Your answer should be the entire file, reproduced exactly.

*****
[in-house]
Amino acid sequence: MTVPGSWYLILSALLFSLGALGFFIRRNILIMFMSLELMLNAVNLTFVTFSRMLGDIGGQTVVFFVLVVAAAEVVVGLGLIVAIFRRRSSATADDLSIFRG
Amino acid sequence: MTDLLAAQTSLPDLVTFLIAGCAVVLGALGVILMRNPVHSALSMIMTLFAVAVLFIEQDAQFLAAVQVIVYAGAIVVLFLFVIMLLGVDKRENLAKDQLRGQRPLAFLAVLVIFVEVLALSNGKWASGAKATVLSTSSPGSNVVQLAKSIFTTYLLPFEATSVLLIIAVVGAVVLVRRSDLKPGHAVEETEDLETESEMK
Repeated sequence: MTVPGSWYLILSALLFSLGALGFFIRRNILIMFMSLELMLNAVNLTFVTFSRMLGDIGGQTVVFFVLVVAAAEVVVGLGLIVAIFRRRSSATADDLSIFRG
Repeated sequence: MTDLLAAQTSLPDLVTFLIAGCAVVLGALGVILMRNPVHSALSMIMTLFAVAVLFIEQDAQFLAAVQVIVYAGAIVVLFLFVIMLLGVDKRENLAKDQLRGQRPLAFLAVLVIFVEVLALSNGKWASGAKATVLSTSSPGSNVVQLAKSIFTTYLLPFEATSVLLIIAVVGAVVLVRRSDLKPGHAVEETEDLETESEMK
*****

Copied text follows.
[in-house]
Amino acid sequence: MTVPGSWYLILSALLFSLGALGFFIRRNILIMFMSLELMLNAVNLTFVTFSRMLGDIGGQTVVFFVLVVAAAEVVVGLGLIVAIFRRRSSATADDLSIFRG
Amino acid sequence: MTDLLAAQTSLPDLVTFLIAGCAVVLGALGVILMRNPVHSALSMIMTLFAVAVLFIEQDAQFLAAVQVIVYAGAIVVLFLFVIMLLGVDKRENLAKDQLRGQRPLAFLAVLVIFVEVLALSNGKWASGAKATVLSTSSPGSNVVQLAKSIFTTYLLPFEATSVLLIIAVVGAVVLVRRSDLKPGHAVEETEDLETESEMK
Repeated sequence: MTVPGSWYLILSALLFSLGALGFFIRRNILIMFMSLELMLNAVNLTFVTFSRMLGDIGGQTVVFFVLVVAAAEVVVGLGLIVAIFRRRSSATADDLSIFRG
Repeated sequence: MTDLLAAQTSLPDLVTFLIAGCAVVLGALGVILMRNPVHSALSMIMTLFAVAVLFIEQDAQFLAAVQVIVYAGAIVVLFLFVIMLLGVDKRENLAKDQLRGQRPLAFLAVLVIFVEVLALSNGKWASGAKATVLSTSSPGSNVVQLAKSIFTTYLLPFEATSVLLIIAVVGAVVLVRRSDLKPGHAVEETEDLETESEMK